As the holiday season comes to a close, I’ve found an interesting idea has stood out to me more than most others. That is the trend of us in the Christian Church, or perhaps just my church or even just a subset of my church, feeling the need to shoot down those things in the world that detract from the holiday. The department stores that tell us that Christmas is about buying things. The gyms that tell us that the new year is our chance to lose those extra pounds (and, by extension, get laid). Society tells us to think of ways to be different for the dawning of the new year. None of this is necessarily bad, it just isn’t as good as it can be.
The church proclaims that Jesus fulfills our hopes and joys; that all of our desires can find their fulfillment in Jesus one way or another. It’s so simple, there really isn’t anything left to fill a paragraph in this post. I think the simplicity is what helps lead to the next thing.
The church tends to simply argue against these things rather than proclaim the alternative (which, by its very nature, shoots down the stores, gym, and society). Instead of a message of hope and peace and joy, there is a negative message of “not that!” It’s a cynical message of how this is what every holiday season is like and we all share it, so let’s talk about it endlessly.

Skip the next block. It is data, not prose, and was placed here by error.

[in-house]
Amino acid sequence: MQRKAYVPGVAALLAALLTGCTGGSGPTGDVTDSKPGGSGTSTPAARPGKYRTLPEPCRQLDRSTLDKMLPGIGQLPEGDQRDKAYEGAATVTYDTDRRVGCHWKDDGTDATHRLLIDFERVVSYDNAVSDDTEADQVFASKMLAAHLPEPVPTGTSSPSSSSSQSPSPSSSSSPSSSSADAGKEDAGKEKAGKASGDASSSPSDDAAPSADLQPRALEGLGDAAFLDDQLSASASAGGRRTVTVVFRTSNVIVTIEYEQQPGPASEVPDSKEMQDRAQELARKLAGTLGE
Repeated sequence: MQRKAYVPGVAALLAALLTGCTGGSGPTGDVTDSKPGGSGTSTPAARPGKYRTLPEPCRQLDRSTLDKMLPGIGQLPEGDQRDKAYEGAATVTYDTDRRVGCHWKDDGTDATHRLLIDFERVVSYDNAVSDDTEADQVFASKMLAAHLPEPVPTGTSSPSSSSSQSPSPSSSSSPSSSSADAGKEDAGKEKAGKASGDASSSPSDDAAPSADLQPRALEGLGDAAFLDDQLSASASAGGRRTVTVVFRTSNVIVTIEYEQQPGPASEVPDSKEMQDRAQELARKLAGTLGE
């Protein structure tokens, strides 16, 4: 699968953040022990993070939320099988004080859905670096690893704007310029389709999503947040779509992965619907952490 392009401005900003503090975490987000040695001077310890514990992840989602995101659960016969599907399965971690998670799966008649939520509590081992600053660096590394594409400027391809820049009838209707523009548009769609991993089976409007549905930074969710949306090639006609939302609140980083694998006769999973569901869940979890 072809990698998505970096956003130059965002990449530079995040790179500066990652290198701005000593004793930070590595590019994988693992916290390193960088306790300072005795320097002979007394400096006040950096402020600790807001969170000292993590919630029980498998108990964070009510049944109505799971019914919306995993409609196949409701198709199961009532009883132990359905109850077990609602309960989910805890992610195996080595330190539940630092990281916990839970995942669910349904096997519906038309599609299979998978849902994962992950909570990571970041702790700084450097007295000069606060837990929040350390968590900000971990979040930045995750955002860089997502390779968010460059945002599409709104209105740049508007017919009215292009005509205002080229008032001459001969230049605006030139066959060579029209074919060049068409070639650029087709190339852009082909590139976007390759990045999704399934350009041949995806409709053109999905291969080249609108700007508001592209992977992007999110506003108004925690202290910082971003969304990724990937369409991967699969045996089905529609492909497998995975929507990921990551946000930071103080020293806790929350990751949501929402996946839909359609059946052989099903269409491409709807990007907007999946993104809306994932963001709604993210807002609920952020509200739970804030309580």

This is how every holiday season is, at least in America. And it is rife with depression and raised expectations in things that can’t possibly meet them. But the message of the church is not that these times are depressing or that the holidays are run by Sears or Macys, but come to worship to hear the true story of Christmas when you’re done shopping. The message of the church is that there is hope for the depression, that there is something that fulfills the desires in ways the stores cannot. In that, we do proclaim that the stores are wrong, but that isn’t our message. I have heard too much talk where our message is that the stores, the gym, and so on are wrong. It worries me each time I hear it because it is full of cynicism where the message should be full of hope.
That being said, I have heard the message of hope and peace a great deal this year. Enough that it has sunk in deep and laid roots that are growing in surprising ways. My holidays were full of joy and peace, personally. I do hope that the holidays of others were similar experiences as well. There was a time when I would spend my Christmas thinking about how terrible the commercialism is or how the world has it wrong. But shouting against that is like tapping a brick wall in the hopes that it will instantly turn to dust. Better, I think, to shout not that there is an alternative, but the alternative itself. The people of this world are pretty intelligent. They’ll be able to make the comparison themselves if they want and probably reach even better conclusions.